There they were, a bright little cluster of stars hovering high in the night sky; Alcyone, Asterope, Celeano, Electra, Maia, Merope, and Taygeta. Names from mythology of seven sisters, the seven daughters of Atlas and Pleione, floating and seemingly spinning across a cosmic ballroom with their lightly veiled gowns slowly whisping as they turn. We know them as The Pleiades Star Cluster, one of the brightest and easiest clusters to see in the night sky.
The cluster actually consists of hundreds of stars and is easily descerned with a pair of binoculars and just as easily photographed. They are one of the highlights of the late winter and early spring sky events. They float just out of reach, taunting and teasing Orion, The Hunter Constellation now brilliantly hovering in the southwestern sky. They are beautiful stars, bright with a crystal glow against an ebony sky their names forever etched into mythological stories and legends.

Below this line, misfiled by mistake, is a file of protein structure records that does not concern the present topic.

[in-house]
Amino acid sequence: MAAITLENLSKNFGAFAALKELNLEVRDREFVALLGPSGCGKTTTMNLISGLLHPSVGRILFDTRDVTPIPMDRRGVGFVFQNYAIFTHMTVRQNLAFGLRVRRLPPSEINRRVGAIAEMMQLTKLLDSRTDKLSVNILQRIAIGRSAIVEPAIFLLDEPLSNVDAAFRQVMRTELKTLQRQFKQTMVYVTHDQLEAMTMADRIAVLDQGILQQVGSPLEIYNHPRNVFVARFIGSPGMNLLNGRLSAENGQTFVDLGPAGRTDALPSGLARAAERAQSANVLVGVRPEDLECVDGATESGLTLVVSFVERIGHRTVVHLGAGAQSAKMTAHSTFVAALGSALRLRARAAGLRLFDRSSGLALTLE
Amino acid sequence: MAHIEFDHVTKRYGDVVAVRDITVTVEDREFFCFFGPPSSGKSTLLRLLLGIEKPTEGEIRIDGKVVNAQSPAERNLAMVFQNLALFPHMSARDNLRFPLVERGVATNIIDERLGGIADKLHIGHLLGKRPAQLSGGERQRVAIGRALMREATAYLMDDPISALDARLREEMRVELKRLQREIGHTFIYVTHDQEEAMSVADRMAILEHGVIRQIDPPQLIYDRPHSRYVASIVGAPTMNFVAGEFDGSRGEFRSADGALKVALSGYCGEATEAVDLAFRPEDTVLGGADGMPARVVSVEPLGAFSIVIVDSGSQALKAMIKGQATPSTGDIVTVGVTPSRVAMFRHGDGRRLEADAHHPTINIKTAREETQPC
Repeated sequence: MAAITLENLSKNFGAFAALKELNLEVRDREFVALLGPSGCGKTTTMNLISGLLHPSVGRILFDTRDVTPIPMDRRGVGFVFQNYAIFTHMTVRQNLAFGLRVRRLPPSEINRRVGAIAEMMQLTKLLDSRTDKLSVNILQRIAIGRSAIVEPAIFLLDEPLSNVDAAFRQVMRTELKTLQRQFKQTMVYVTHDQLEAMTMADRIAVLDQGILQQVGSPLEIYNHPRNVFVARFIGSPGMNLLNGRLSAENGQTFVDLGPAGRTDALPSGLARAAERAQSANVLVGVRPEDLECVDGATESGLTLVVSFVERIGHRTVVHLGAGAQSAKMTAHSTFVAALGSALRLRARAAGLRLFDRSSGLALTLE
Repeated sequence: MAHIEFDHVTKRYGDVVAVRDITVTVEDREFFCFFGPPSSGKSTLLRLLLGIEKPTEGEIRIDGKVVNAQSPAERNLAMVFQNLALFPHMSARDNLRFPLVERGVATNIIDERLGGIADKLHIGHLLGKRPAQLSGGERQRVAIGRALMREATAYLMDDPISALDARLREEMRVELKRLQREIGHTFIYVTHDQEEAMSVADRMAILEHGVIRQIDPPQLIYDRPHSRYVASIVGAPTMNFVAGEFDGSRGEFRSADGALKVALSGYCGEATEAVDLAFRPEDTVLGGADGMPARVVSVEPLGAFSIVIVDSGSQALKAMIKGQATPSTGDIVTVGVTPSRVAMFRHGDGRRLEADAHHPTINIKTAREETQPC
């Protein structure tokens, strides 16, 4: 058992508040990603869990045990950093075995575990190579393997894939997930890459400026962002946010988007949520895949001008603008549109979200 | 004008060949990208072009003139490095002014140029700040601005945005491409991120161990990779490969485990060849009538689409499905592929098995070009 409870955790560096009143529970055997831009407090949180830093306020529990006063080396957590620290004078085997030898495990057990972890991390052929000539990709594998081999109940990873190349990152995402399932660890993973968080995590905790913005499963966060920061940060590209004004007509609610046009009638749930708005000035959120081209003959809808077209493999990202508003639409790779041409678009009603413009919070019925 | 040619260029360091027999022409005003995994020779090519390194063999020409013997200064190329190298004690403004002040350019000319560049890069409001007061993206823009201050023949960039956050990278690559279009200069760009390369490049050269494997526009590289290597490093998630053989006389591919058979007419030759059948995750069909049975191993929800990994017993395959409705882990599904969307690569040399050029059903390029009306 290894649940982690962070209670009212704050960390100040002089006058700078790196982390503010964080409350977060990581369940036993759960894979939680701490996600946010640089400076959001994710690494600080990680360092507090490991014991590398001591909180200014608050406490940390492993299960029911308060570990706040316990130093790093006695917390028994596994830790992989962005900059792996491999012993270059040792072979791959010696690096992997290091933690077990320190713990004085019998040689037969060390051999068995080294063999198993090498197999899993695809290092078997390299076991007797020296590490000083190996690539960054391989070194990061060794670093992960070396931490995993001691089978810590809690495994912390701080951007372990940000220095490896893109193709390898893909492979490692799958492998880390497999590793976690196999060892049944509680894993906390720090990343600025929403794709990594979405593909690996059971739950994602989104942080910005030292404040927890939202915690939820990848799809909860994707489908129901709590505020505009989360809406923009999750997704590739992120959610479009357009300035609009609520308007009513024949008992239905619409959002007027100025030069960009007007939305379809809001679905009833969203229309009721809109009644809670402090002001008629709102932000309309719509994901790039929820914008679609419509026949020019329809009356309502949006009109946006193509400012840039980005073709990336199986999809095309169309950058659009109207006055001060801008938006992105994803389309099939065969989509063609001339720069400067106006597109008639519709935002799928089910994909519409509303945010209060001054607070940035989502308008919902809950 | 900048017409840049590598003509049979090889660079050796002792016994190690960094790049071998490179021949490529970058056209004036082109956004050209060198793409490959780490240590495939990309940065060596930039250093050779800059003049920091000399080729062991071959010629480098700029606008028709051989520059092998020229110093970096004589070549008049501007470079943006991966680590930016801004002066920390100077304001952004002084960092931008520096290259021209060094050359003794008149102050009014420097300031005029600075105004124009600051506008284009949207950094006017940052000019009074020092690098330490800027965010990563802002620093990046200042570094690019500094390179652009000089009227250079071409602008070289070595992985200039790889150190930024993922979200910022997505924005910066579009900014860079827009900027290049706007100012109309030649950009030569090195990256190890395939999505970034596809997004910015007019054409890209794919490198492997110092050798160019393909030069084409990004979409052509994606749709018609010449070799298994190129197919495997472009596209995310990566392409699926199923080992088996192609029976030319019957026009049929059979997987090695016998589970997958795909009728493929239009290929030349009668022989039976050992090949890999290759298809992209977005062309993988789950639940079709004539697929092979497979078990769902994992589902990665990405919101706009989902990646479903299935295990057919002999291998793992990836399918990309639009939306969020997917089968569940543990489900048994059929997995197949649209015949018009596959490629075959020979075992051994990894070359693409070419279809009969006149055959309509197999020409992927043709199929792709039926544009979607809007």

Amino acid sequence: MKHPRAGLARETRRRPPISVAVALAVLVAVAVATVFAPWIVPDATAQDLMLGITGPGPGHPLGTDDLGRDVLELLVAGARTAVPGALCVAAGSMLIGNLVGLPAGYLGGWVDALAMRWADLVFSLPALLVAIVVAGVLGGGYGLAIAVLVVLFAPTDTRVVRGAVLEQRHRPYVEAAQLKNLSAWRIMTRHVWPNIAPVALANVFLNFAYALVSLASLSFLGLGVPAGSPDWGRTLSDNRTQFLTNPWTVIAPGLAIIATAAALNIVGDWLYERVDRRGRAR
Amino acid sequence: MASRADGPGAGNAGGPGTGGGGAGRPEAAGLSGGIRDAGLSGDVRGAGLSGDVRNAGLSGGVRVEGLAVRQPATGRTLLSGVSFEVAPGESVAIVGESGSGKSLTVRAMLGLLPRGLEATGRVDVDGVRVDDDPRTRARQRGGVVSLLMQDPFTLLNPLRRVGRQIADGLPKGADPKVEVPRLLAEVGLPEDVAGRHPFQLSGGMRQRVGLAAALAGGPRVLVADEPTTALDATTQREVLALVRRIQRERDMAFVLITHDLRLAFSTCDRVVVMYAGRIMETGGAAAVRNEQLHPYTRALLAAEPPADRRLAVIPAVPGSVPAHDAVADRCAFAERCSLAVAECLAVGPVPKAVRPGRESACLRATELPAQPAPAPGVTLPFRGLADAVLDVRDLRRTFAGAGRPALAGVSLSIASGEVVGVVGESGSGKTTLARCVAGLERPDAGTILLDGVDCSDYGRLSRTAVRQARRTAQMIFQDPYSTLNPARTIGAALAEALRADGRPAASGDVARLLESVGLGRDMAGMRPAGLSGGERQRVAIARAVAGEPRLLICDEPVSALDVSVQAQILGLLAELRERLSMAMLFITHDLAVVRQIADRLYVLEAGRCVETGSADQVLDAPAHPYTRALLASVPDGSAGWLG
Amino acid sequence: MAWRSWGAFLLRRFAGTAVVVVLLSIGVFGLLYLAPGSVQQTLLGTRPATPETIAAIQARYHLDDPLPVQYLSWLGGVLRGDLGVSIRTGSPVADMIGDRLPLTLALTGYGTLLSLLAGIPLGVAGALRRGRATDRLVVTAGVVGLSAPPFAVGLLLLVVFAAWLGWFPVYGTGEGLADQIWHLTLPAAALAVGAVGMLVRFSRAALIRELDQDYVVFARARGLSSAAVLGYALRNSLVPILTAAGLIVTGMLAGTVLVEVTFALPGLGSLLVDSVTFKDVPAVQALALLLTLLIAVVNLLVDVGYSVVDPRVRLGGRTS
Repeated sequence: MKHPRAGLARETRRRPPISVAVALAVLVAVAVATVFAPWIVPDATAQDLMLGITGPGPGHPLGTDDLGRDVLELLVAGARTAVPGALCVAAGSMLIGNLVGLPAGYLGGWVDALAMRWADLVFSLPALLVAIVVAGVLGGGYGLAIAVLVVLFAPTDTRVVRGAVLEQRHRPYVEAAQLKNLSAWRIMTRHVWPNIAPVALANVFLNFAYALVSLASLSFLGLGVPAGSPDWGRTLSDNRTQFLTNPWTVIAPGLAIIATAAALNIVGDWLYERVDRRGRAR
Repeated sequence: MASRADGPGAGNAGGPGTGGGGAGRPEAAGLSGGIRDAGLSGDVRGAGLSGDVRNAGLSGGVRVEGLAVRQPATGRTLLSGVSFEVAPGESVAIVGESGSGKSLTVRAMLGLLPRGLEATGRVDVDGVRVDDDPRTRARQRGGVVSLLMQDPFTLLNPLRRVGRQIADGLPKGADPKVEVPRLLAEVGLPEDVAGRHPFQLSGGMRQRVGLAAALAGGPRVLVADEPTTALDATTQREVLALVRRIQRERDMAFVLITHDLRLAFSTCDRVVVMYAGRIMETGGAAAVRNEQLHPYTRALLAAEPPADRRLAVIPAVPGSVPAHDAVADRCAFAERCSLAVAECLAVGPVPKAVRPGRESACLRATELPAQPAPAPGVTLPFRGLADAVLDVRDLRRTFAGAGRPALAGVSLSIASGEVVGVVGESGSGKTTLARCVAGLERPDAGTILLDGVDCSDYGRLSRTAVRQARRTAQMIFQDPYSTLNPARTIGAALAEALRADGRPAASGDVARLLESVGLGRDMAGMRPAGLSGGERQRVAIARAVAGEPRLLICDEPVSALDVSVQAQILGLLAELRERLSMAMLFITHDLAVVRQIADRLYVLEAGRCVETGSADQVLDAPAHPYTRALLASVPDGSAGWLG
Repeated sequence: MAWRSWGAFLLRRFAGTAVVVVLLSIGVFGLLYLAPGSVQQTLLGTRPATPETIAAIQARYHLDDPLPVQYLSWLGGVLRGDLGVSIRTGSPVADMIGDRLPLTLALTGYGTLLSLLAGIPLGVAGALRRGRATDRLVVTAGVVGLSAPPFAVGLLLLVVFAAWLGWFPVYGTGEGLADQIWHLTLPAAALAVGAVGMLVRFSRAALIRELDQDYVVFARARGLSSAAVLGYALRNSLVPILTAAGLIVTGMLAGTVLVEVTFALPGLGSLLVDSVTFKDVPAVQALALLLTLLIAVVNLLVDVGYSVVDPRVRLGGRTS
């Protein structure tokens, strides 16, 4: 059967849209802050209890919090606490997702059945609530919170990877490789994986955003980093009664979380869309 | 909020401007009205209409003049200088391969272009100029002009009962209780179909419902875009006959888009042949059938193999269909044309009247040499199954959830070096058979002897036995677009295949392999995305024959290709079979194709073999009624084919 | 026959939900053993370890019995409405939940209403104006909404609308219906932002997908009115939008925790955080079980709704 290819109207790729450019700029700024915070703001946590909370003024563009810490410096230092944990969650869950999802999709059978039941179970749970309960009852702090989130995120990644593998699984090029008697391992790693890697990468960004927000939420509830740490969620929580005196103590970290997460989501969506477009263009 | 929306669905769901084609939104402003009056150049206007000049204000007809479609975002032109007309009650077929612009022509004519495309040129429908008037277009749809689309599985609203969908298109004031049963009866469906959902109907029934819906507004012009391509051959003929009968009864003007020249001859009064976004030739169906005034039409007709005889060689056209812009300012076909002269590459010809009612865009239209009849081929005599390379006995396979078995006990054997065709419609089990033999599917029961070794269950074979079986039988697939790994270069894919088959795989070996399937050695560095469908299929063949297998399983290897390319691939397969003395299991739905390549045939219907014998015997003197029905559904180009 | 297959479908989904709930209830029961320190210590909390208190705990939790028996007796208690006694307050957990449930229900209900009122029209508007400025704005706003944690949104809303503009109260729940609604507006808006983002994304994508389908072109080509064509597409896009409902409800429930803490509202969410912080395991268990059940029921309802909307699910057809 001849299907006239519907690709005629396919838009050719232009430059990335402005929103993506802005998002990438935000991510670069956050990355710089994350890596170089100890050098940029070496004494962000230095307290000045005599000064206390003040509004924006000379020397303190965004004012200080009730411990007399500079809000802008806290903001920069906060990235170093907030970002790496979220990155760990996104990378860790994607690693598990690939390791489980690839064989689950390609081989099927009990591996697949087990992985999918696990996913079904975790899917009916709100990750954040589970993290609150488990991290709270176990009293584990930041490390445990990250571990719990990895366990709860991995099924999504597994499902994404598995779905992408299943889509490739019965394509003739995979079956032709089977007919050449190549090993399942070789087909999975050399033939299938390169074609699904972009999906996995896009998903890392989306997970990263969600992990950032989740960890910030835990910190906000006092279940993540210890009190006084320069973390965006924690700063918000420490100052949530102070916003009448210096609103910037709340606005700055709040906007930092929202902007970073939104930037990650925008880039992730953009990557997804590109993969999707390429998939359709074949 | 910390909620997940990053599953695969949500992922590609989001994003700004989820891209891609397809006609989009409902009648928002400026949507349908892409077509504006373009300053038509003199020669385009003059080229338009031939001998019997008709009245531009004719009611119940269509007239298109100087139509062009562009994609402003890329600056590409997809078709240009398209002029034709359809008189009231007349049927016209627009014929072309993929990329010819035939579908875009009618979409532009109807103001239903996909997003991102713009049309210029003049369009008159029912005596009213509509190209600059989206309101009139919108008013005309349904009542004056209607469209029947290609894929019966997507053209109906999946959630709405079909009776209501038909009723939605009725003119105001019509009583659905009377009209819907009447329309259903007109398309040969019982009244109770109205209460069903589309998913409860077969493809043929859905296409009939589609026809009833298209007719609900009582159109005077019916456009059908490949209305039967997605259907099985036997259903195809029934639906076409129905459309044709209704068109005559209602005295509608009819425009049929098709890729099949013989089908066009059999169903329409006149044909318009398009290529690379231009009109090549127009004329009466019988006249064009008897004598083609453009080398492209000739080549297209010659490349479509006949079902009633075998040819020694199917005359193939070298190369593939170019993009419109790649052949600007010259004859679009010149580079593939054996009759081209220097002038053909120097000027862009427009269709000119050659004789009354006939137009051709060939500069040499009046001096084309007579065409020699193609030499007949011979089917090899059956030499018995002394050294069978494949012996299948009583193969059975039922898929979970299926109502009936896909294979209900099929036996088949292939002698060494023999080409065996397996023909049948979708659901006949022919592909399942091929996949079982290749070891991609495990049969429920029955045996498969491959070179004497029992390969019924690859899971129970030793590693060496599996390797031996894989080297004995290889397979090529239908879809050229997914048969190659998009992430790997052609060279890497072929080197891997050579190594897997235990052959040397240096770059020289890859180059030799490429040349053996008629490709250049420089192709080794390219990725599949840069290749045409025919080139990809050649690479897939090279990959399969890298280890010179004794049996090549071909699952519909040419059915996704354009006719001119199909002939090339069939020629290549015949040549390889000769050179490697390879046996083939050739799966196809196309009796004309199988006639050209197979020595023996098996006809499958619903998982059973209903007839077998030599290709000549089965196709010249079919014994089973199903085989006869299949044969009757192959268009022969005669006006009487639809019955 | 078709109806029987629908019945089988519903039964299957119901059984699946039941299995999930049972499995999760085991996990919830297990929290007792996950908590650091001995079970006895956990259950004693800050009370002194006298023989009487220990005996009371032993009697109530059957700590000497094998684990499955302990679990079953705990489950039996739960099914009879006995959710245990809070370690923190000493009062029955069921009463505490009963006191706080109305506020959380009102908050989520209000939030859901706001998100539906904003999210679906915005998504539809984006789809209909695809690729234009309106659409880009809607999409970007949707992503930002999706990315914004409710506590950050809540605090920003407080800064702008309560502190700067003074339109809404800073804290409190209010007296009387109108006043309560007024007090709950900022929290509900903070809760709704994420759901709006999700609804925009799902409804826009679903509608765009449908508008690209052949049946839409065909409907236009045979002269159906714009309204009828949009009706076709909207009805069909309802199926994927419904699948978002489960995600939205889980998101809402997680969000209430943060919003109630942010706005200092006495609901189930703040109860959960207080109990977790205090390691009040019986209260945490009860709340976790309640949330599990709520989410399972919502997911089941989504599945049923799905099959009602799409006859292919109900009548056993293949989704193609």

With my camera firmly attachd to the sky tracker, I made a few final tracker adjustments and test captures to verify the alignment, then I rotated the camera and pointed toward the Seven Sisters. With its characteristic buzzing, the little 1 RPM motor began its slow rotation to offset the relative movement of the stars caused by the spin of the earth. After a few seconds to allow the tracker to settle any vibrations, I pressed the remote shutter release and simply counted; 30 seconds, then 45, then finally 60 before releasing and closing the shutter. In an instant the image popped across the view screen and the Pleiades Seven Sisters Star Cluster offered a pleasant refresh of the day. My enchantment of their beauty continues.
Beyond The Campfire was created to encourage readers to explore the great outdoors and to look at it more closely. Get out and take a hike, go fishing or canoeing, or simply stretch out on a blanket under a summer sky...and take your camera along. We'll talk about combining outdoor activities with photography. We'll look at everything from improving your understanding of the basics to more advanced techniques including things like how to see photographically and capturing the light. We'll explore the night sky, location shoots, using off camera speedlights along with nature and landscape. Grab your camera...strap on your hiking boots...and join me. I think you will enjoy the adventure.
Thursday, March 16, 2017